A significant review of the NCCD Guidelines has been undertaken in response to user feedback. This has led to a substantially shorter document.
The review has removed duplication and clarified possibly confusing elements. In particular, there is clearer information on what are mandatory requirements for schools and what is considered to be good practice.
The Guidelines have also been re-formatted to align with the step-by-step format used in the NCCD Quick Guide.
• Students with disability undertaking learning from home (new section B.3.6)
This section responds to the increase in students learning from home during the COVID-19 pandemic. It clarifies that educational adjustments for students must be provided in any learning situation including learning from home, and provides some guidance on the provision of adjustments in a learning from home situation.
• Students affected by trauma (new section C.4.3)
This section clarifies that students affected by trauma should be included in the NCCD if they have a disability as per the definition in the Disability Discrimination Act 1992 and meet all other NCCD requirements.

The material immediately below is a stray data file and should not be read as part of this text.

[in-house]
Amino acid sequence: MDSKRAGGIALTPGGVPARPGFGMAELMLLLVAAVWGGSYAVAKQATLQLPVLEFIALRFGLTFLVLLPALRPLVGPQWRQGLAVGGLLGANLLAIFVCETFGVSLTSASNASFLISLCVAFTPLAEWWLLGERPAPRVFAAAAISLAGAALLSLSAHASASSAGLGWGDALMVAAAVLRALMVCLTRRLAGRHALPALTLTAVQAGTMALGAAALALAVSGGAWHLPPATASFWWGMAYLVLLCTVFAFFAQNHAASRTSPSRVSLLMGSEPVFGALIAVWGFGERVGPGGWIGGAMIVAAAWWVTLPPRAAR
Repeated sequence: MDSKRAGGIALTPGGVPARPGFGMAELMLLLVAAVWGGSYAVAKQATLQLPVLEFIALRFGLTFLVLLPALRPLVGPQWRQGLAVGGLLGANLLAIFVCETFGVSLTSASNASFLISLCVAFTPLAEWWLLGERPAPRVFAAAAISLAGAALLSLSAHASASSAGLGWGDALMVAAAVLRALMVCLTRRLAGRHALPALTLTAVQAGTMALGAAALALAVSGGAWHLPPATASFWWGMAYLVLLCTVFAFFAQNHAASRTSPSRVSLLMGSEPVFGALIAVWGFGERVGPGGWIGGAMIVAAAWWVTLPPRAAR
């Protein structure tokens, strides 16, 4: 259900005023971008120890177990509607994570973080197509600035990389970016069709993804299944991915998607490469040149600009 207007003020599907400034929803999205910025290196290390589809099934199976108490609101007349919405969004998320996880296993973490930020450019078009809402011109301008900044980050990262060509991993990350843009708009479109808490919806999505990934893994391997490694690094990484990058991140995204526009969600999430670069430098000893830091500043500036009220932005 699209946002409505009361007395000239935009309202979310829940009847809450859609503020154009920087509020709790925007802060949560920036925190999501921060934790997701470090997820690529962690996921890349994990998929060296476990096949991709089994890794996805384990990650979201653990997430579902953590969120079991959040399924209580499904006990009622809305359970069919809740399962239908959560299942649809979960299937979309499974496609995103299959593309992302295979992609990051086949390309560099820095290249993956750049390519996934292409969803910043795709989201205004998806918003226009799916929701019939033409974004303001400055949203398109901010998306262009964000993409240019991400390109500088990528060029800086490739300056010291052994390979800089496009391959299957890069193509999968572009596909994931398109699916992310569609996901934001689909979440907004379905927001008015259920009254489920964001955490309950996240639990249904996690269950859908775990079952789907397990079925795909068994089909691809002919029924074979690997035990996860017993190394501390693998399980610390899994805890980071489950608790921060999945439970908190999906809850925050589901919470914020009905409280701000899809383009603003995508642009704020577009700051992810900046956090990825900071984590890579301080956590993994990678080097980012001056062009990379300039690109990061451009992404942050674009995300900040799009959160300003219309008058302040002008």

Are there any changes to the evidence requirements?
The 2020 Guidelines were updated during the height of the 2020 COVID-19 outbreak to reduce the requirements for evidence. These changes are not included in 2022.
Do we use the Guidelines or the Quick Guide?
The NCCD Guidelines are the ‘Ministerial Council disability guidelines (for a year)’ prepared for the purposes of section 58A of the Australian Education Regulation 2013. They are the authoritative guide to the NCCD and should be referred to when technical information and advice are required.
Where there is doubt on the applicability of the Quick Guide or any conflict between the Quick Guide and the Guidelines, the Guidelines take precedence.
School teams may prefer to use the Quick Guide to implement the NCCD, but should always refer to the Guidelines as the authoritative source.
Who was involved in making the changes?
The Australian Government Department of Education, Skills and Employment engaged all state and territory departments of education, the National Catholic Education Commission and Independent Schools Australia to provide input into this update of the Guidelines.